Tubular breast deformity is a congenital condition with a relatively wide range of severity. It is usually defined by conditions such as the following:
- A breast that is small or hypoplastic (underdeveloped) with a constricted base of the breast
- A high and tight inframammary fold (this also means that the skin in the lower half of the breast is deficient)
- Herniation of breast tissue into the areola.
- High and tight inframammary fold with large breasts.
A patient with some or all of these conditions, with any degree of severity, is a candidate for surgical correction of tubular breast deformity. Many patients do not know they have tubular breast deformity. They just think their breasts look “weird” and don’t realize that there are treatments to correct this and restore a natural breast appearance.
How tubular breast deformity is corrected
Surgical correction varies according to the specific anomalies that are present. In mild cases where the breast is hypoplastic, a simple augmentation can solve the problem. Often, because the breast tissue is constricted, the augmentation is combined with scoring or releasing the breast tissue. In other cases, mastopexy with correction of the herniation and enlarged areola is also performed. In severe cases where the patient has very little skin in the lower half of the breast, the patient's breasts are reconstructed in stages. First a tissue expander is placed to expand the skin in the lower pole of the breast. The augmentation, scoring of breast tissue, and mastopexy is performed in the second stage.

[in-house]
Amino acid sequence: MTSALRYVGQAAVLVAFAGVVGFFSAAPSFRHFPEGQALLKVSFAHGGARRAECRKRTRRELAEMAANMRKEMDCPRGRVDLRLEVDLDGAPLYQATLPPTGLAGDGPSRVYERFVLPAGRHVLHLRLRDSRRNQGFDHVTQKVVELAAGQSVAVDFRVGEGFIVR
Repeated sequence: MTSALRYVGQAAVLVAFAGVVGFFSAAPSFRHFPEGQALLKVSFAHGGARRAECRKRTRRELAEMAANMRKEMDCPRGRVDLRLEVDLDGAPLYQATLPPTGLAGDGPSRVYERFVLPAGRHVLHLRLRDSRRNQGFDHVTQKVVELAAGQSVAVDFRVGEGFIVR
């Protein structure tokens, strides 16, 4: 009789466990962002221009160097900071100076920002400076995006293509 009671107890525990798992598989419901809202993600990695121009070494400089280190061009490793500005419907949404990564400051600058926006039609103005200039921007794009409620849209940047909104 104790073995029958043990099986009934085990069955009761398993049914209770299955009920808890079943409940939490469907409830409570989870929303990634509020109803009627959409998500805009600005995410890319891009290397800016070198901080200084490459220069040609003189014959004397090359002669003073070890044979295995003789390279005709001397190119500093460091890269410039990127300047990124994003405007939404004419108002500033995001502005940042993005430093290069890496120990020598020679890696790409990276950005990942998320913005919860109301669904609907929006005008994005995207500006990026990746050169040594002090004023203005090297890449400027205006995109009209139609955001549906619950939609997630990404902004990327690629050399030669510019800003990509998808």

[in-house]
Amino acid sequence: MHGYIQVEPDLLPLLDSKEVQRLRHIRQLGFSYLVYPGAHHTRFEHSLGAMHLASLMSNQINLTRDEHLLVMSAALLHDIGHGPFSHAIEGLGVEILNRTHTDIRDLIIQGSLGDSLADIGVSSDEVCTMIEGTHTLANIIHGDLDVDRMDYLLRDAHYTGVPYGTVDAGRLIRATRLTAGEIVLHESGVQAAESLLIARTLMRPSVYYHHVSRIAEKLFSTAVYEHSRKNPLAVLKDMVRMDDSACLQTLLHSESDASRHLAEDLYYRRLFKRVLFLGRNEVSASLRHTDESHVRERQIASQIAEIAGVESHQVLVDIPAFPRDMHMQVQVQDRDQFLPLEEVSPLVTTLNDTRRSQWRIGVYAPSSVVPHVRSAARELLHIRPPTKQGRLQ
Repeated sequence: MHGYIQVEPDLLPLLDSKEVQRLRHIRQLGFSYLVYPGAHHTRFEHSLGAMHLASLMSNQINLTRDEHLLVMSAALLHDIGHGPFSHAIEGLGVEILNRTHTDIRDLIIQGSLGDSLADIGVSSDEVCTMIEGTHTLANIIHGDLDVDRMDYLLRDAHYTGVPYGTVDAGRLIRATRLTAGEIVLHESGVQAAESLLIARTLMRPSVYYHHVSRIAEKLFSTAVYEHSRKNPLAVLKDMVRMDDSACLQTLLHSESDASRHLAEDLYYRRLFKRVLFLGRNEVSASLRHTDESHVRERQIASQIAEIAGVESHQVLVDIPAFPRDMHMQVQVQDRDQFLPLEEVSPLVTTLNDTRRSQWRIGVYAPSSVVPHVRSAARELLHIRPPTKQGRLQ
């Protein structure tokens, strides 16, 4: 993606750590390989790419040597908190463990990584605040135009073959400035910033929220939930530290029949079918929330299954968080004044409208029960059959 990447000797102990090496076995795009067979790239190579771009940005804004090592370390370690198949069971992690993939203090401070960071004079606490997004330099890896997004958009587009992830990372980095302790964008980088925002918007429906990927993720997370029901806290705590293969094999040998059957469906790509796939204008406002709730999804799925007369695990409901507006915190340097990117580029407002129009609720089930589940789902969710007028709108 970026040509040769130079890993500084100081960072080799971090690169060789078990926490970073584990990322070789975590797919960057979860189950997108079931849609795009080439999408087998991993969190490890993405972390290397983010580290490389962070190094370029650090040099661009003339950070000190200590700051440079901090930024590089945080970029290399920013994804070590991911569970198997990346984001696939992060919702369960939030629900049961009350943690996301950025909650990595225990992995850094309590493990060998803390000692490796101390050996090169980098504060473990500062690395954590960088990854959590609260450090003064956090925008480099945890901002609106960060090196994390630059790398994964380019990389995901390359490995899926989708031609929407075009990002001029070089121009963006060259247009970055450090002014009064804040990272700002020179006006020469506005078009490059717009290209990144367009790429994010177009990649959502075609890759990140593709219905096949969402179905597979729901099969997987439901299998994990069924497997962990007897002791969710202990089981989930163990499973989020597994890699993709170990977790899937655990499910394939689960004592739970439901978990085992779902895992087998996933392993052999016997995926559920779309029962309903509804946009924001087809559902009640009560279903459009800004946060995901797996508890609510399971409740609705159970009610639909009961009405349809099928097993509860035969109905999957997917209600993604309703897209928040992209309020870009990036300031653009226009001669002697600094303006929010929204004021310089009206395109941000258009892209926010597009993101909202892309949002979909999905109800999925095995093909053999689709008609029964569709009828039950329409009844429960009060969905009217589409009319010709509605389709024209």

In the case of a high fold with large breasts, the correction is simply a breast reduction with release of the constriction of the inframammary fold.
After correction of tubular breast deformity
In general the patient can expect a good result. However, sometimes inadequate release of the constricted breast tissue or failure to use an expander to expand the lower pole breast skin can lead to a less than optimal result. Patients are often reluctant to go through expansion. In addition, the surgeon must be very vigilant in releasing all the attachments, allowing the breast tissue to spread out. Failure to do this will result in incomplete correction. Finally, since an implant is usually part of the solution, the patient has to deal with all the related risks and considerations involved with breast augmentation.
This is a relatively complicated topic to comprehend on your own. If you experience this condition, schedule a consultation with Dr. Pfeifer to discuss your condition and the surgical treatment options that are available.